Chang and Eng - Darin Strauss

Along with my love of medical history, I also love stories of old-timey circus days. I've seen a number of documentaries that mention the story of Chang & Eng, and have always been intrigued by the late 19th century Siamese, or conjoined, twins who escaped near execution by decree of the King of Siam to find relative but somewhat fleeting fame and fortune in America. They also took on the surname Bunker and went on to become husbands, fathers and farmers!


Right: Chang, his wife Adelaide, and their son Patrick Henry; 

Left: Eng, his wife Sarah, and their son Albert

(what is with the stink eyes, ladies?!)



Thanks to Darin Strauss and his novel Chang and Eng, I found even more interest in their story when I discovered that when they semi-retired from the circus / sideshow circuit, they found wives Adelaide and Sarah (sisters) and settled to lives as farmers in Wilkesboro, NC - very close to my town!


Chang and Eng began life in the Mekong River area of Siam, now known as Thailand. Though their birth was greatly anticipated by their parents, aunt, and the community in general, once their conjoined condition was seen, nearly everyone but their mother fled in horror. Chang & Eng grow up in the fishing community of their father, in a humble but happy and loving home of their mother's making. In the midst of this sheltered childhood, the twins are summoned by the King Of Siam, who plans to execute them, seeing them as a freakish curse on the city. Surprisingly though, upon meeting the twins, the king finds himself amused by their personalities and decides to let them live, though they must live at the palace basically as court entertainment. Chang and Eng go along with this for a few years but really start to miss their mother and eventually make a successful escape back to the humble hut on the river. As the twins, young men by now, make plans to become fishermen / businessmen in their community, they are approached with an offer to come to America, to make great riches to send back to their mother (though they're never given a clear answer to how this is to happen). With their mother's encouragement, they reluctantly agree to board ship and sail over here, so beginning the more famous part of their life story. Poor boys are bewildered and bamboozled until Barnum comes along and offers them a way out of their screwed up contract with the small time outfit they're stuck with.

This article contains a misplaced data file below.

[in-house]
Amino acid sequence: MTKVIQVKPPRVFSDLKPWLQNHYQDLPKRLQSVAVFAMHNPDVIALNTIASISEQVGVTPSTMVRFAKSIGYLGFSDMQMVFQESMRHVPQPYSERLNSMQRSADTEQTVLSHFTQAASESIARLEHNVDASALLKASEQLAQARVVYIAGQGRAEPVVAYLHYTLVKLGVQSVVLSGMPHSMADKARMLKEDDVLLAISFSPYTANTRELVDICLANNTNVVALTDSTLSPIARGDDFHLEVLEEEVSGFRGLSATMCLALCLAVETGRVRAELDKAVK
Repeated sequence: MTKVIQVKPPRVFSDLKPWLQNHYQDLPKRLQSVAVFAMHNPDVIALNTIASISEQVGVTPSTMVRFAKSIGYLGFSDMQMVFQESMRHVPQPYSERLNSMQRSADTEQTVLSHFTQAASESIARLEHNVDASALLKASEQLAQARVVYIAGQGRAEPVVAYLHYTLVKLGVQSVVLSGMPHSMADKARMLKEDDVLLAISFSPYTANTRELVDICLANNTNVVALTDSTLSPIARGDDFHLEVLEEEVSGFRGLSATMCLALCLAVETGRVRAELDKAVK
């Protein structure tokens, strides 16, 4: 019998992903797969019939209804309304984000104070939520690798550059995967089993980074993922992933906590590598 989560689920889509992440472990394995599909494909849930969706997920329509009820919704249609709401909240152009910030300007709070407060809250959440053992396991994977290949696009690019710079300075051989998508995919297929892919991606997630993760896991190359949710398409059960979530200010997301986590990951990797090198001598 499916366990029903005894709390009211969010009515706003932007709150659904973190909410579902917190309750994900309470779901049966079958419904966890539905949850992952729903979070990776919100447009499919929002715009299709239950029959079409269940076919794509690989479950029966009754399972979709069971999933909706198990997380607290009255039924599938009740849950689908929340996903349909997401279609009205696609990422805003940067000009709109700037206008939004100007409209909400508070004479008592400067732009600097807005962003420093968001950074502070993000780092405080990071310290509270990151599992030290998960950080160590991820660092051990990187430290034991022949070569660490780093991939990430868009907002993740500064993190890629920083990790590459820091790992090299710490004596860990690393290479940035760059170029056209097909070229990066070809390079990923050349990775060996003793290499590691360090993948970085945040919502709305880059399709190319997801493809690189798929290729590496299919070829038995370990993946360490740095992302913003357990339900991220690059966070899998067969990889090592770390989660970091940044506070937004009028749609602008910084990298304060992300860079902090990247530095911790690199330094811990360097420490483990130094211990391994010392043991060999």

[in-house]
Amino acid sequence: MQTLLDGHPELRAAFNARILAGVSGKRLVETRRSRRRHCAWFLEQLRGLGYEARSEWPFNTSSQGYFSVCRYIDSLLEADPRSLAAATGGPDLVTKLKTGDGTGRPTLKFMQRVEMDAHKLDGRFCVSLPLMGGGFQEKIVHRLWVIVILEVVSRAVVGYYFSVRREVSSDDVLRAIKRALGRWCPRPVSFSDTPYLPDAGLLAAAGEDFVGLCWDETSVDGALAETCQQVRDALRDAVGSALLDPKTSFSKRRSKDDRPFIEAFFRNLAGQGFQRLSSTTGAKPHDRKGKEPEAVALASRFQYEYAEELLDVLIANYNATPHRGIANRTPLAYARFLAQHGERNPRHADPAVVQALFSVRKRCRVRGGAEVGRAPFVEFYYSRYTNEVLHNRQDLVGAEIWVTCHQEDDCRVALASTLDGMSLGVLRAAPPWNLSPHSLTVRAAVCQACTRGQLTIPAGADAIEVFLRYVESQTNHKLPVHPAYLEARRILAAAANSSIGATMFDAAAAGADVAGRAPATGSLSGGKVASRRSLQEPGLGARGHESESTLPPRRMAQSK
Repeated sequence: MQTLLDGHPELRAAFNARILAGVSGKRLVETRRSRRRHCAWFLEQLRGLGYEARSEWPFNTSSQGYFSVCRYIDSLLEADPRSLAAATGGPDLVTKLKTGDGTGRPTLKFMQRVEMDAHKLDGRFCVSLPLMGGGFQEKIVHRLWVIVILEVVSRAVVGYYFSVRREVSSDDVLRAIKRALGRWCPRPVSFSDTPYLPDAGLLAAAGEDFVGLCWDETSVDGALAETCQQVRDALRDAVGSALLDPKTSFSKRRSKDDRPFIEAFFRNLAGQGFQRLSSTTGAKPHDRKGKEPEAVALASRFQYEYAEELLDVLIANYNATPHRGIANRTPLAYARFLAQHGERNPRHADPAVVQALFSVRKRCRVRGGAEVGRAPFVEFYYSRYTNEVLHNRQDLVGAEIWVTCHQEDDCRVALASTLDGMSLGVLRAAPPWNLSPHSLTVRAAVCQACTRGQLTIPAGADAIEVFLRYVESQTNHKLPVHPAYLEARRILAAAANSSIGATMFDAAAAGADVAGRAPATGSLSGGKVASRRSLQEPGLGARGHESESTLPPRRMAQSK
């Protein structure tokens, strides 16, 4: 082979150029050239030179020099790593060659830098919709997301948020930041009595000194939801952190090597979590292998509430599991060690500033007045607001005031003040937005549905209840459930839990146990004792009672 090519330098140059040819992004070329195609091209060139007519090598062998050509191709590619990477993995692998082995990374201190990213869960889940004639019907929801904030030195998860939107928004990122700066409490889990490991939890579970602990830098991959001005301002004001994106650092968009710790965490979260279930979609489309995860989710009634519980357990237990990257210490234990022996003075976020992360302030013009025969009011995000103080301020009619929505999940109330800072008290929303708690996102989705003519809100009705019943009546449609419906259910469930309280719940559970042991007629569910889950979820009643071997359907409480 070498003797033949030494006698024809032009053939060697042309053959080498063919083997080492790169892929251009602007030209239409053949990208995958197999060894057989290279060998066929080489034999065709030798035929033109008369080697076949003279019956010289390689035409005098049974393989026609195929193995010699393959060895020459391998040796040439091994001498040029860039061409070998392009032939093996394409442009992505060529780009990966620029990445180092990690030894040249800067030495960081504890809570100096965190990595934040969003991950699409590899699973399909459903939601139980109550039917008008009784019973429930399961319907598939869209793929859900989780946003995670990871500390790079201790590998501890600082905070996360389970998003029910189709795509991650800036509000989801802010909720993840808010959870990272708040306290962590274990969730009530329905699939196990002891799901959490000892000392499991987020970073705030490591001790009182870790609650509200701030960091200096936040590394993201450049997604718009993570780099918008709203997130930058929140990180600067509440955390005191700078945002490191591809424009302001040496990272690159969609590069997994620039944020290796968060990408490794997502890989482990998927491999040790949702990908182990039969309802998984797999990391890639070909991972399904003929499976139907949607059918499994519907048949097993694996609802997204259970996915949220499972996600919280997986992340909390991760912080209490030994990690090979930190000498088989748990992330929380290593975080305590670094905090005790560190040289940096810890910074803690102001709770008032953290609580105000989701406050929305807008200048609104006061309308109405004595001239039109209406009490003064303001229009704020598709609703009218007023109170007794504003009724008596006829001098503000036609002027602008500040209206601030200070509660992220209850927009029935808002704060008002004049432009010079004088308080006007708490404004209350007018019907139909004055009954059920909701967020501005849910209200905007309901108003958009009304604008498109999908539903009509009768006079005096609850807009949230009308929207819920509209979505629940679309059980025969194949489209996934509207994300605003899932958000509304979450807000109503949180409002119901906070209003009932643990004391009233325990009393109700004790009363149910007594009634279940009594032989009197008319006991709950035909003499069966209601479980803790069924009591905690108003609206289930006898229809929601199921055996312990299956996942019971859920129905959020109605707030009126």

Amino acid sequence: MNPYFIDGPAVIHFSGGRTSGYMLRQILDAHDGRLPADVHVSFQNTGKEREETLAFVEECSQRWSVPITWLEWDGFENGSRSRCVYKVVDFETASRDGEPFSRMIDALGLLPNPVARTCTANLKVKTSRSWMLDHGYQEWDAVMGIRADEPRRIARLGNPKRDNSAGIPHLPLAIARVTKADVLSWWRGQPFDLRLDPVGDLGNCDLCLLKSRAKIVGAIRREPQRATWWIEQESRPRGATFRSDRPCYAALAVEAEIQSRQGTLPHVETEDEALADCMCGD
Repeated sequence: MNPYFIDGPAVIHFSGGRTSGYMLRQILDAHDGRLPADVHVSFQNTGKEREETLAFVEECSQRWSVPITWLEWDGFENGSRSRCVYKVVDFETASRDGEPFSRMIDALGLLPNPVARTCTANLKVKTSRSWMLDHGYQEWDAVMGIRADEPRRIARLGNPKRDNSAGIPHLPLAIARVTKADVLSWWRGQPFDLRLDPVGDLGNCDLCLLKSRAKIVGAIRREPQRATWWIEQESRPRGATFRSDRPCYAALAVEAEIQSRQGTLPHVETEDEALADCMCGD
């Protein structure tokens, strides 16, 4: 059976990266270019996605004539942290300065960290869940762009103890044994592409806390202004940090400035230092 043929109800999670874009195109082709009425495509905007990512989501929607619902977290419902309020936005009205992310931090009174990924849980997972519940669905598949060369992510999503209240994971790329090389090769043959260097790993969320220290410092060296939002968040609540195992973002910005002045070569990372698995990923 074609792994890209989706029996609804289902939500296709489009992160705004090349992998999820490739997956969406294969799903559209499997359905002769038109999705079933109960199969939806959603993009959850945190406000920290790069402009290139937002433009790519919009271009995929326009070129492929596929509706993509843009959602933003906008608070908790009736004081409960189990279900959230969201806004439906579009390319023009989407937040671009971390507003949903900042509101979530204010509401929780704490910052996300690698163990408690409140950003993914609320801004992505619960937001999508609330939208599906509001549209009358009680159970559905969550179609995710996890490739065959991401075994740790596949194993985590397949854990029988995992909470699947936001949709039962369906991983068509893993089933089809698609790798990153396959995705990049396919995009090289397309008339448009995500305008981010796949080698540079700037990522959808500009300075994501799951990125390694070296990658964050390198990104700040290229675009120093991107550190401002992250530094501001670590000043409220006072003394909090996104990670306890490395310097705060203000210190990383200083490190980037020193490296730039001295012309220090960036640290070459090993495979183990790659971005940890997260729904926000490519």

Understandably, the brothers don't always get along, but can you imagine literally never having a moment to yourself, ever? Eng goes batty hoping to convince his brother to do the separation operation but he and his brother prove to be a study in opposites, with Chang content enough as is. Eng seems to be the bookish, serious brother while Chang seems to be the happy-go-lucky, live in the moment type of guy. Eng also seems to have a tinge of bitterness to him while Chang seems to see everything either as an adventure or an opportunity to smile or learn something. Chang is all for marrying the Yates sisters while Eng is hesitant, to say the least. He cant understand why the sisters would want to marry them. Chang basically tells him to stop analyzing so much, Chang found love and the girl said yes. Good enough for him. (Not bad reasoning there!) Chang and his lady love work on Eng and her sister until they agree to become a couple as well.  


Fast forward some years and these two have solidified their legacy -- more than 20 offspring between them! But I think the thing that stumped and amazed me the most about their story is the idea of Chang, later in life, battling alcoholism while Eng becomes a temperance advocate. How did that ever work between them?? There's even a scene in this novel where Chang takes a swig right in the middle of a Temperance speech Eng is giving! Also, what was with the Temperance ladies sipping opium tea?


This book is beautifully written but have yourself a cheery, breezy book waiting in the wings for after you finish this one. As much as it kept me reading, the bad luck and constant misfortunes of these boys left a pretty dark cloud over me by reading's end. I had to cleanse my bookworm palate with a fluffy book or two to get my happy back! But I loved coming across this Fanny Kemble bit:


A sacred burden is this life ye bear

Look on it, lift it solemnly

Stand up and walk beneath it steadfastly

Fail not for sorrow, falter not for sin

But onward, upward, til the goal ye win!